Walden says the issue is being reviewed by Hall's successor at City Hall, Gene Locke, and regulatory affairs director Kathy Moseley, and so far the Lanier administration hasn't been informed "that there's anything there to pursue."
Nevertheless, the energy coalition is taking no chances, and has requested an audience with Lanier. Walden says that is in the works.
Hall's pursuit of the pipeline litigation is only the latest example of a public official quitting his job, then using the knowledge and contacts accumulated on his public watch to make hay in the private sector. Former city attorney West did something similar.
"Just like anybody who works in government service, you gain some insight both as to how [government works] and, with a city the size of Houston, you also gain knowledge of situations which may arise in other cities," explains West.
During West's tenure as city attorney, he became well-versed on the subject of improper franchise payments from telecommunications companies, particularly Southwestern Bell. "When I left the city, I did talk with and have represented other cities in franchise matters with telecommunications companies where they also had not been paid properly," he says.
Hall says he gave everyone fair warning of his designs in his farewell news conference at City Hall, when he said a motivating factor in his resignation was the prospect of an income in "seven figures."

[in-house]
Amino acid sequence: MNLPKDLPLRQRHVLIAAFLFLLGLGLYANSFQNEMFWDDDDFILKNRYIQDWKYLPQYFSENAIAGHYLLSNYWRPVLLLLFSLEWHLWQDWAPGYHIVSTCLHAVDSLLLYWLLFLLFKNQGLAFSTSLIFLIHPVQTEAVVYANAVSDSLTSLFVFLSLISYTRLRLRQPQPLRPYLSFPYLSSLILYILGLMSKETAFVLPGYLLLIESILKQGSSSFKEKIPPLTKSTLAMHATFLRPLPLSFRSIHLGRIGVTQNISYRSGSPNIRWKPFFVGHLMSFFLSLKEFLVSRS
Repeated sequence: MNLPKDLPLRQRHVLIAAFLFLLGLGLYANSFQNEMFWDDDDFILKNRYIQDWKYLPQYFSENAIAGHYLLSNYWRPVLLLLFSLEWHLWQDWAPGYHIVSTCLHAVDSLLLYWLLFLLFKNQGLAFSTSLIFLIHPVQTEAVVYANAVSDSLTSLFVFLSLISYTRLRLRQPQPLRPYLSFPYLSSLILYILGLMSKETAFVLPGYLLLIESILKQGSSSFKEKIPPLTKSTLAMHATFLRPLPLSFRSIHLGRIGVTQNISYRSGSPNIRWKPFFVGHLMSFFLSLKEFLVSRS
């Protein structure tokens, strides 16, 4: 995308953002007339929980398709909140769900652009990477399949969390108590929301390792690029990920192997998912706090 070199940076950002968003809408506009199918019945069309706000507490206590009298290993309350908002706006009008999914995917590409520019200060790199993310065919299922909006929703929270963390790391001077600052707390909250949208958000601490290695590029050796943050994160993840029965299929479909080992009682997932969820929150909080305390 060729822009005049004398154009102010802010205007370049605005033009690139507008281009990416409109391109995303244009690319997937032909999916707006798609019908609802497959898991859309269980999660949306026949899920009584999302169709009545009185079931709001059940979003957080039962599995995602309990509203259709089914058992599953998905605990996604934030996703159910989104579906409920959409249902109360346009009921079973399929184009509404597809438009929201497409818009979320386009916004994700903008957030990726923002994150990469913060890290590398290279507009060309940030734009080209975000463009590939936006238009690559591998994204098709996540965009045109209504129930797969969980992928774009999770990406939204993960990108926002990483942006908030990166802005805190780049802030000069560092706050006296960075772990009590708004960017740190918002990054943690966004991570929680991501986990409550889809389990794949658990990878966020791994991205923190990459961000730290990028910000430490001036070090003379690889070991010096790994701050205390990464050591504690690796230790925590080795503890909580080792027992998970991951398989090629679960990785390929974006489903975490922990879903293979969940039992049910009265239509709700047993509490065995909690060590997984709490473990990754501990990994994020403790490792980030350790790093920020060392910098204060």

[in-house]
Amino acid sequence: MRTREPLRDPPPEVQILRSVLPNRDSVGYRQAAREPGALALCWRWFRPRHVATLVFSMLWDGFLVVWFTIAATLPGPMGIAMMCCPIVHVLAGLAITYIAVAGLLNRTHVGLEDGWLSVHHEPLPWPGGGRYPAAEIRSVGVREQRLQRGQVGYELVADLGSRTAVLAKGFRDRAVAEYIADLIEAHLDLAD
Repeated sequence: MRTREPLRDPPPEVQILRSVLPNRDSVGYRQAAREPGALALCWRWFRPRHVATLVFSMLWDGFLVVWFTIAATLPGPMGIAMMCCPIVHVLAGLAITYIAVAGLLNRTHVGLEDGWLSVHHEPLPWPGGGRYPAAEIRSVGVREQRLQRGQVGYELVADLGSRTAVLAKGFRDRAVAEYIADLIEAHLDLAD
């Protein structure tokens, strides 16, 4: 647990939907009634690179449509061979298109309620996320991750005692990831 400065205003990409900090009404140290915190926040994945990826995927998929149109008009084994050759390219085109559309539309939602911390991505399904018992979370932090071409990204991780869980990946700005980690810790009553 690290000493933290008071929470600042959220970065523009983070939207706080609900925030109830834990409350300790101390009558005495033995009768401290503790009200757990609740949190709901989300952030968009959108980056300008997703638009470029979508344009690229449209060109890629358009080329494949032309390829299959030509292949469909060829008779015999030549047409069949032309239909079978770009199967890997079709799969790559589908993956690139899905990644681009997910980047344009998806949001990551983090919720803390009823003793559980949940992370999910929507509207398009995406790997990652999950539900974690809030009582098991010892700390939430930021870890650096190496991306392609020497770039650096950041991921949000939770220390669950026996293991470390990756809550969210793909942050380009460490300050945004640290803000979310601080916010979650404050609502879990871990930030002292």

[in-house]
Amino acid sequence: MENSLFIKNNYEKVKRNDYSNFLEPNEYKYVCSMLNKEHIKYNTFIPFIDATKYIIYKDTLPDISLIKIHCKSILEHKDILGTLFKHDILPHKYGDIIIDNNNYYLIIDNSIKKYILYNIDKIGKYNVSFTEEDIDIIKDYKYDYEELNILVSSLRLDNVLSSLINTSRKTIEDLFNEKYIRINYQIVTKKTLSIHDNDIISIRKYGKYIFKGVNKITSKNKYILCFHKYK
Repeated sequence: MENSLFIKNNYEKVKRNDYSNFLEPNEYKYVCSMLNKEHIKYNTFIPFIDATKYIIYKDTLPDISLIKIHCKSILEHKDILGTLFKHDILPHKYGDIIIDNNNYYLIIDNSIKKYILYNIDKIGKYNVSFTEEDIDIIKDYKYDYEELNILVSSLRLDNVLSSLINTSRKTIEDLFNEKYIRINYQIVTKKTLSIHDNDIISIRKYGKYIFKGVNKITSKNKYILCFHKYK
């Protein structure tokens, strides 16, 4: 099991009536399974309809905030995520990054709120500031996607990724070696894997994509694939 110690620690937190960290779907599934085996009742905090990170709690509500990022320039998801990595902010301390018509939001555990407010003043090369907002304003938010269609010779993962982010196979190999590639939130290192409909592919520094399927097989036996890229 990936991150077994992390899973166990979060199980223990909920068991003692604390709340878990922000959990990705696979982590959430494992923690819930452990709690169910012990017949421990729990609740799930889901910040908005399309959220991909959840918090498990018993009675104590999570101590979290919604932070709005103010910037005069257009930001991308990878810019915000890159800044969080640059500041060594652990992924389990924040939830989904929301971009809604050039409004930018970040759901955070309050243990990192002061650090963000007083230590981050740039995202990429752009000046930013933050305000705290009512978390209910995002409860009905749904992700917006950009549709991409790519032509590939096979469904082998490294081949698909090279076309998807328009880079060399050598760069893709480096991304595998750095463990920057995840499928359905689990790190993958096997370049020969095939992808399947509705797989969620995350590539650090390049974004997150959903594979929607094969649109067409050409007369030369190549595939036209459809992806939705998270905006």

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"I said I was leaving to collect debts owed to taxpayers by corporate users of public property," notes Hall. "I left with the intention of doing precisely what I'm doing. And it's just worked out to be very nice, it sure has."
Even Hall's opponents concede his suits will likely win money for his clients, though they contend his visions of billions in revenue will shrink drastically when both sides sit down to bargain.
"To the pipeline companies' credit, they've looked at all the law, and they say the only thing they can find is that the city can impose a reasonable regulatory fee that's related to their cost of having a pipeline under a city street," says Calabrese. He predicts the companies would likely pay "whatever that fee might be ... but that's not what the plaintiffs are talking about."
In any event, the reaction of the energy companies indicates that even if Hall has yet to strike pay dirt with his lawsuits, he's certainly hit some very sensitive nerves. And if he ever runs for office in the future, the attorney will likely not find many energy dollars in his campaign coffers. Of course, by then he may not need them.